When the news broke in June that JazzTimes magazine had “temporarily suspended” publication, furloughed its staff and put its brand and assets up for sale, a lot of jazz fans were bummed. (As were a lot of freelance writers and photographers, who were informed that “payments for previous assignments remain in limbo.”)
The 39-year-old award-winning monthly was one of only two major American jazz magazines; its demise left DownBeat on the mountain without a climbing partner.
A little over a month later, on July 10, JazzTimes was acquired by Madavor Media, a Boston-based company that also publishes International Figure Skating, four golf magazines, and Teddy Bear and Friends. The company’s press release asserted, “With the mainstream media swamped with stories of print magazines folding, the story of the re-launch of JazzTimes magazine under new ownership by Madavor Media is a positive tale of determination and vision.”
The current editor-in-chief and managing editor will remain in place. The magazine will resume publishing 10 issues a year, starting in August. (Subscriptions will be extended to make up for the missed issues.) Writers and photographers owed money will be paid — not in full, but something.
All good news for jazz. Or is it? Given the current publishing climate, is this a relaunch or a reanimation? JazzTimes recently redid its website. Why not put the magazine there? Charge for subscriptions. Pay the writers, pay the photographers. Stop paying printers and postage. Publish jazz news as it happens, not a month or two months later, and invite readers to comment.
Boston blogger Chris Rich, never one to mince words, put it this way: “What were they thinking? They retreated to the illusory safety of old media checkers when they could be playing web2 chess…. They had a chance to leave the pulp mills and delivery mail and all that cumbersome stuff forever behind to master the far more amazing ultra fluid world of pixels with all its potential.”
Something to ponder during breaks at this weekend’s live jazz shows.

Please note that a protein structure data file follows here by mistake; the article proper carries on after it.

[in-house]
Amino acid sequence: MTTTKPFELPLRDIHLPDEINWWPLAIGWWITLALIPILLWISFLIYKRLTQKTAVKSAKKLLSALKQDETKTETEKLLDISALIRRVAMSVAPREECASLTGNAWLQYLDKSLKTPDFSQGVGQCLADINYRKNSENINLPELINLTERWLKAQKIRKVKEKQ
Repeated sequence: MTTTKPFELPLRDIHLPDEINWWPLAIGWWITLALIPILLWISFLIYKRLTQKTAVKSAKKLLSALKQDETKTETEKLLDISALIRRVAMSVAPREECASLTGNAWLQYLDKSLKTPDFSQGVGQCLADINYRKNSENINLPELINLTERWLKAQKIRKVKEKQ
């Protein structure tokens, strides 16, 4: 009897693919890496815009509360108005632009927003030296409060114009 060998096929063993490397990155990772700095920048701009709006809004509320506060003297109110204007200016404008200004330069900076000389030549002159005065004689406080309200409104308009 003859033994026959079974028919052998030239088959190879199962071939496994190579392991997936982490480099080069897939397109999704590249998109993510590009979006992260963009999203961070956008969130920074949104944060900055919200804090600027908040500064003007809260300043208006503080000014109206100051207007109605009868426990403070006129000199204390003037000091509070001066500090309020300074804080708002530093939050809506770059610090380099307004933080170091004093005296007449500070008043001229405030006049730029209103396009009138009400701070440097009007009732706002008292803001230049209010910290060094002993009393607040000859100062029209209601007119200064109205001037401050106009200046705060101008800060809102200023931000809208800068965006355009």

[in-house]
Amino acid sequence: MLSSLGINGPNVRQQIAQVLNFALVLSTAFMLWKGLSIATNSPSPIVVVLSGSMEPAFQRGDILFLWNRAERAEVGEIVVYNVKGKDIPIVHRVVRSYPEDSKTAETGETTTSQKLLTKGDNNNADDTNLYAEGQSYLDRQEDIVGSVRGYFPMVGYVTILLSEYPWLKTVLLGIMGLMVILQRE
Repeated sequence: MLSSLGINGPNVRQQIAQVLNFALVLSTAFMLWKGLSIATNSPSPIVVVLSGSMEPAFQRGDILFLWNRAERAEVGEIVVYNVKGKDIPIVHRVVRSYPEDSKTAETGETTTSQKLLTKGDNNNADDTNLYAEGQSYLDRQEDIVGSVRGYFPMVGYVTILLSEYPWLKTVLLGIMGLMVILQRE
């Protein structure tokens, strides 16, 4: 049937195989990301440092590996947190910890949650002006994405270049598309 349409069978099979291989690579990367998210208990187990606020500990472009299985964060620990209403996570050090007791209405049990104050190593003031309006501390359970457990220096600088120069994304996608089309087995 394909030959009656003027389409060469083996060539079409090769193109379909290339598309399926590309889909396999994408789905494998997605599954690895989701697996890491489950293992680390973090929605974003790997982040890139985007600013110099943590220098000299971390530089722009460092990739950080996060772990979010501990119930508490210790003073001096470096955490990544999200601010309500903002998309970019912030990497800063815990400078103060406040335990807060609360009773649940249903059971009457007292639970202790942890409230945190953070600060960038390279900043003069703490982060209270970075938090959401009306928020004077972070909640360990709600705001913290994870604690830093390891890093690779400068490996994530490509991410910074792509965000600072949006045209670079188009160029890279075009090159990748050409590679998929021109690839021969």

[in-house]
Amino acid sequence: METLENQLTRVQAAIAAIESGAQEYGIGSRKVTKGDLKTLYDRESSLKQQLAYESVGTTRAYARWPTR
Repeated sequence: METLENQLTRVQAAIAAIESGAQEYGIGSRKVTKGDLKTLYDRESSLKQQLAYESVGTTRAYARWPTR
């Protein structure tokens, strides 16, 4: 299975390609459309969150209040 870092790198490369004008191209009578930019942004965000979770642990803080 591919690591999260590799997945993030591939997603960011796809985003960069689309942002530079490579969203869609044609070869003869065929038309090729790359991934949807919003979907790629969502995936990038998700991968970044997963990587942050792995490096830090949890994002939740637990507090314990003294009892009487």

Frankhouse. As Dan Frankowski notes, “Hey, we were playing Michael Jackson before he died, OK?” Their jazz arrangement of “Beat It” is unbeatable. Following a fun CD release at the Artists’ Quarter in June, the jazz-pop-funk quintet heads to the Black Dog for an evening of originals, covers and surprises. Frankowski on trumpet and flugelhorn, Dave Stanoch on drums, Shilad Sen on saxophone, Karl Koopmann on guitar, Graydon Peterson on bass. Here’s a track from their debut recording. Friday, July 24, 8 p.m., Black Dog in St. Paul’s Lowertown. Free.
Illicit Sextet Reunion. Born in 1987, the Illicit Sextet released its first and only CD, “Chapter One,” in 1993 to raves (writing for the Twin Cities Reader, Tom Surowicz called it “arguably the best homegrown jazz product of 1993”). Critic Jim Meyer dubbed the group “the Cadillac of local jazz.” Since then, the members have gone in different directions but will reunite for a weekend of who knows what. Call it the next chapter. Steve Kenny on trumpet, Paul Harper on sax, David Roos on guitar, Chris Lomheim on piano, Tom Pieper on bass, Nathan Norman on drums. Friday and Saturday, July 24-25, 8 p.m. Artists’ Quarter ($12).
Jam N’ Jazz Party at Gallery 13. I just learned about this and love the idea. Gallery 13 in downtown Minneapolis is an exhibition space that also hosts events — like this night of live music featuring the Nick Haas Trio (NH3) and the Zacc Harris Quartet. They’ll trade sets on the hour and welcome guests and cameos. NH3 is Haas on guitar, Peter Susag on bass, and Eron Woods on percussion. The Zacc Harris Quartet is Harris on guitar, Chris Bates on bass, JT Bates on percussion, and Bryan Nichols on keys. It’s the night of the Aquatennial fireworks so you’ll be downtown anyway, right? Saturday, July 25, 8 p.m. (doors; music starts at 9), Gallery 13, 811 LaSalle Ave. ($10).